Tuesday, August 29, 2006

U.S. Paragliding Nationals, lava tubes

Sun Valley, site of one this year's US paragliding Nationals, is one of those ultra-rich resort towns in an incredible place. Kim and I arrived a couple of days early to fly, but the first day was too windy so we went for a hike and then headed down south to a very unusual climbing area--a lava tube. There are no mountains around the lava tube, just a huge flat sage brush plain for as far as the eye can see. We couldn't believe there was climbing there, it was odd to walk through the sage and find a pit in the ground. The climbing was super-steep thuggery out the side of the pit, lots of fun. We had a good crew and a good session, only leaving at sunset with lots of ripped skin and sore muscles. I was psyched to send two hard routes (for me), I'm starting to climb decently again and it's a lot of fun.

Day one of the nationals was fantastic, about a 100K task north over the mountains. I was slightly in front of the field as neared about the 15K mark, and had to choose between taking the line with clouds or staying close to the road. I went for a line directly over the heart of the Sawtooths with Len, and the next two hours were simply stunning flying from cloud to cloud with nothing but alpine lakes and big granite cliffs below us. Unfortunately our line was less direct and we ended up being a bit slower to goal, but just flying over such stunning alpine terrain was absolutely worth it. Len landed a bit short of goal, but I was paranoid about my final glide and worked a last thermal higher than I needed to before going on glide and made it in a bit late but with tons of altitude. I'd rate the flight along the Sawtooths one of the top ten flights of my life--I saw a hundred places that I need to visit, and I like flying deep in the mountains. It would have been a very full day walk out if we hadn't found the next thermal, but I was loving the terrain and wouldn't really have minded a nice walk out. Len and I never got low, and of course my oxygen system promptly stopped working so I spent a lot of the day over 15,000 and had a hypoxia headache at the end of the day. Well worth it.

Day two brought an even longer task--125K to the west and north. Launch conditions were a bit erratic and windy, but I watched the pilots in the air and it looked OK so I launched. Unfortunately I just couldn't connect with a good climb for the next 30 minutes. I was wondering why some pilots weren't launching as it was a bit windy but not too bad, I think the combination of less than stellar launch conditions and the prospect of a long task preyed on peopele's minds. Flying is mental, it's always a trick to correctly match one's perception of the conditions with the reality. I know conditions over launch were reasonable as I had to take a pee, so if the glider flew fine for a few minutes without input then it wasn't that whacky.

On course it was tricky as the tops of the climbs weren't that high, and we struggled a bit to get established after crossing the first valley. The first turnpoint took down most of the lead gaggle, and I came in just as they were dirting. I had one of those stupid lucky thermals low and got out with Brian and Dean, then went on one of the most entertaining flights I've had in a long time. We cut the corner between the roads, and were, as they say around here, "deep." The terrain was sun-blasted sage and rolling hills so landing would have been OK, but we were for sure a 20K walk from any reasonable road. Even at 16,000 we would have had a long walk... But there was a good cloud street, so deep we went, and the clouds worked perfectly. About 20km from goal I got low on a after a valley cross, and for some reason it just didn't work despite being perfectly west facing... I realized as I sunk lower and lower that I didn't have a glide out of the bowl I was in, but it was possible to slope-land if I had to. It was frustrating to watch Brian and Dean fly away at base, I'm not sure if I was tired or just had a bit of bad luck. In the end I grovelled out and made it to goal for the longest comp task I'd ever flown, and possibly in US paragliding history. Pretty cool, about 12 people made it in, with Abby, who flew most of the task by himself, winning the day. Nice one Abby!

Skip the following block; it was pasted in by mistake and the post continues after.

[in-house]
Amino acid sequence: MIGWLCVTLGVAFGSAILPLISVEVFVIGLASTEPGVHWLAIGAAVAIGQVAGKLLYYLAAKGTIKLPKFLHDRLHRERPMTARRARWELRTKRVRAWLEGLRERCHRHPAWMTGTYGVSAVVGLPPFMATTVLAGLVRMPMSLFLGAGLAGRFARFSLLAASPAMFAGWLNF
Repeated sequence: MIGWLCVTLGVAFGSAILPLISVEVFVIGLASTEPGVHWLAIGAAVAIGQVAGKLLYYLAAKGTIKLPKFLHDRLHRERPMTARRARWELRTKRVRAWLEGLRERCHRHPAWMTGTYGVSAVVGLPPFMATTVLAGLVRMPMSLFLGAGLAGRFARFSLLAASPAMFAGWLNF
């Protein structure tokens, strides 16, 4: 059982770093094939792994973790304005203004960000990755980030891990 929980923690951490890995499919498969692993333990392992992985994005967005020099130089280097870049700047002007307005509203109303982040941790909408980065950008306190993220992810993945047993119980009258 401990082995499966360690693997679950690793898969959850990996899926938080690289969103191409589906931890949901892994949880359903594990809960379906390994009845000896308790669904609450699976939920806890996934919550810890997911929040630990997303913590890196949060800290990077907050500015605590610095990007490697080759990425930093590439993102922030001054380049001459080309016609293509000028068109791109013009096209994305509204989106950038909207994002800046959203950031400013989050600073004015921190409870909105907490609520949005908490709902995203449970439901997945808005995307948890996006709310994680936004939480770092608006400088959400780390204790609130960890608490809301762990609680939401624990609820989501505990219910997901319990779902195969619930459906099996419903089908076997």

Unfortunately there was a formal complaint about the launch conditions, and an effort to get the day cancelled. Conditions were a bit windy and messy, but it was far safer yesterday on the Baldy launch than it normally is at other "big" sites such as Chelan. You had to wait for a reasonable cycle to launch in, but there wasn't much chaos once in the air--I'd say the air over launch was mellower than it had been the first day, but the perception on the ground was that it was bad so about 30 people didn't launch. I respect their decision, but the complaint was a bit much given that the air was fine. Each of the previous two days of flying had brough at least one reserve ride and injury, yesterday was totally safe, so I think the people who didn't fly made a good decision for them. I'm not sure Sun Valley is the best place for a non-selective paragliding competition--it's fine for those who enjoy flying "deep" and are used to high-altitude big-air flying, but it's full-on flying for sure. In the end each paragliding day, whether in a competition or not, is up to individual pilots to evaluate. Those who didn't fly yesterday lower the potential points for the day, so that's a legitmate form of saying, "Conditions were more than I wanted to do battle with."

Today is blown out, so we're going back to the lava tubes for another afternoon of skin shredding action!

No comments: